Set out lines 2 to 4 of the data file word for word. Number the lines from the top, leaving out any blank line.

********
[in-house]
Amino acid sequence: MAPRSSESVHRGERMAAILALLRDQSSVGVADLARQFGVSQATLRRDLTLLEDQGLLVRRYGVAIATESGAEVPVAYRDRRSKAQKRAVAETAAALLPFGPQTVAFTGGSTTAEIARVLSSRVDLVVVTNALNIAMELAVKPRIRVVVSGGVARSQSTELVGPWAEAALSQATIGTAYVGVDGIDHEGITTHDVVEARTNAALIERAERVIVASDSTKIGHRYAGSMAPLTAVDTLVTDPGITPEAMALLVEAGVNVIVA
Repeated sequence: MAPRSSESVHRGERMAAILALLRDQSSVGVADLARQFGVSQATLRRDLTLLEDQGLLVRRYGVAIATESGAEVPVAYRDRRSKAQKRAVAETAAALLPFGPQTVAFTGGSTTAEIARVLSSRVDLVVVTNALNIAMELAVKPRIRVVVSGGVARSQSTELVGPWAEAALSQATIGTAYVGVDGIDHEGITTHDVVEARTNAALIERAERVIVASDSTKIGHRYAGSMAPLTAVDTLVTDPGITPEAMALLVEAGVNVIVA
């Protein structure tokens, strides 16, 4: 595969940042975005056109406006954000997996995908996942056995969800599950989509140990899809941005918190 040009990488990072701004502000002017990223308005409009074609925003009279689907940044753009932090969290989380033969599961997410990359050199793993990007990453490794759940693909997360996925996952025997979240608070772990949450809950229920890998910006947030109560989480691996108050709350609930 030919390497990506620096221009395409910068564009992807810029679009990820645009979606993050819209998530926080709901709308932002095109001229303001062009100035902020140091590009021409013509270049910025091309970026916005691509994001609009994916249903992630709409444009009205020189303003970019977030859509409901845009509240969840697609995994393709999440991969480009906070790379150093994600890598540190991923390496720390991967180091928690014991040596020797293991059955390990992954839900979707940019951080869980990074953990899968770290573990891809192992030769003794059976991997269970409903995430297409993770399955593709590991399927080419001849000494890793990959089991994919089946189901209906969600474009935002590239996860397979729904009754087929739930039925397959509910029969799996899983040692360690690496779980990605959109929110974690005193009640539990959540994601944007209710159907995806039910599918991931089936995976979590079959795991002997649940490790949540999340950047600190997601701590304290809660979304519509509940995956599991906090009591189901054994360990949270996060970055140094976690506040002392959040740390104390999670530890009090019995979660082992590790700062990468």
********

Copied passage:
Amino acid sequence: MAPRSSESVHRGERMAAILALLRDQSSVGVADLARQFGVSQATLRRDLTLLEDQGLLVRRYGVAIATESGAEVPVAYRDRRSKAQKRAVAETAAALLPFGPQTVAFTGGSTTAEIARVLSSRVDLVVVTNALNIAMELAVKPRIRVVVSGGVARSQSTELVGPWAEAALSQATIGTAYVGVDGIDHEGITTHDVVEARTNAALIERAERVIVASDSTKIGHRYAGSMAPLTAVDTLVTDPGITPEAMALLVEAGVNVIVA
Repeated sequence: MAPRSSESVHRGERMAAILALLRDQSSVGVADLARQFGVSQATLRRDLTLLEDQGLLVRRYGVAIATESGAEVPVAYRDRRSKAQKRAVAETAAALLPFGPQTVAFTGGSTTAEIARVLSSRVDLVVVTNALNIAMELAVKPRIRVVVSGGVARSQSTELVGPWAEAALSQATIGTAYVGVDGIDHEGITTHDVVEARTNAALIERAERVIVASDSTKIGHRYAGSMAPLTAVDTLVTDPGITPEAMALLVEAGVNVIVA
């Protein structure tokens, strides 16, 4: 595969940042975005056109406006954000997996995908996942056995969800599950989509140990899809941005918190 040009990488990072701004502000002017990223308005409009074609925003009279689907940044753009932090969290989380033969599961997410990359050199793993990007990453490794759940693909997360996925996952025997979240608070772990949450809950229920890998910006947030109560989480691996108050709350609930 030919390497990506620096221009395409910068564009992807810029679009990820645009979606993050819209998530926080709901709308932002095109001229303001062009100035902020140091590009021409013509270049910025091309970026916005691509994001609009994916249903992630709409444009009205020189303003970019977030859509409901845009509240969840697609995994393709999440991969480009906070790379150093994600890598540190991923390496720390991967180091928690014991040596020797293991059955390990992954839900979707940019951080869980990074953990899968770290573990891809192992030769003794059976991997269970409903995430297409993770399955593709590991399927080419001849000494890793990959089991994919089946189901209906969600474009935002590239996860397979729904009754087929739930039925397959509910029969799996899983040692360690690496779980990605959109929110974690005193009640539990959540994601944007209710159907995806039910599918991931089936995976979590079959795991002997649940490790949540999340950047600190997601701590304290809660979304519509509940995956599991906090009591189901054994360990949270996060970055140094976690506040002392959040740390104390999670530890009090019995979660082992590790700062990468």